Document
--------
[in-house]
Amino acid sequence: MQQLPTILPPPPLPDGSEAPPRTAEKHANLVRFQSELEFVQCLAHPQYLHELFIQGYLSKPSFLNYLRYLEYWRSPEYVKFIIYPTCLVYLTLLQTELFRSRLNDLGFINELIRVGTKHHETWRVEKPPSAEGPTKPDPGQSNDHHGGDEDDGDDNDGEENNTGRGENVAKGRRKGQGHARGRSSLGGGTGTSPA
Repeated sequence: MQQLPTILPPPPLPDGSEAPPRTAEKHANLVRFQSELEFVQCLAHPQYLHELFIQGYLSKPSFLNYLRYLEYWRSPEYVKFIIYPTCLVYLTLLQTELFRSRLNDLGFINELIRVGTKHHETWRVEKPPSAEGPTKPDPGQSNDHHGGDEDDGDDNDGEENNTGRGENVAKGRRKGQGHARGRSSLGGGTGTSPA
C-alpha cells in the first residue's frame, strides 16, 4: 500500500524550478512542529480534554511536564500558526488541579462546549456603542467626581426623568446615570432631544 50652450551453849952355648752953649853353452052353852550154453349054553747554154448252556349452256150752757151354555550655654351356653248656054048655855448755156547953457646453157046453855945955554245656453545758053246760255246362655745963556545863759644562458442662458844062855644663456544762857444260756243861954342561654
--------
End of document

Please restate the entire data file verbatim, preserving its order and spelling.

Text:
[in-house]
Amino acid sequence: MQQLPTILPPPPLPDGSEAPPRTAEKHANLVRFQSELEFVQCLAHPQYLHELFIQGYLSKPSFLNYLRYLEYWRSPEYVKFIIYPTCLVYLTLLQTELFRSRLNDLGFINELIRVGTKHHETWRVEKPPSAEGPTKPDPGQSNDHHGGDEDDGDDNDGEENNTGRGENVAKGRRKGQGHARGRSSLGGGTGTSPA
Repeated sequence: MQQLPTILPPPPLPDGSEAPPRTAEKHANLVRFQSELEFVQCLAHPQYLHELFIQGYLSKPSFLNYLRYLEYWRSPEYVKFIIYPTCLVYLTLLQTELFRSRLNDLGFINELIRVGTKHHETWRVEKPPSAEGPTKPDPGQSNDHHGGDEDDGDDNDGEENNTGRGENVAKGRRKGQGHARGRSSLGGGTGTSPA
C-alpha cells in the first residue's frame, strides 16, 4: 500500500524550478512542529480534554511536564500558526488541579462546549456603542467626581426623568446615570432631544 50652450551453849952355648752953649853353452052353852550154453349054553747554154448252556349452256150752757151354555550655654351356653248656054048655855448755156547953457646453157046453855945955554245656453545758053246760255246362655745963556545863759644562458442662458844062855644663456544762857444260756243861954342561654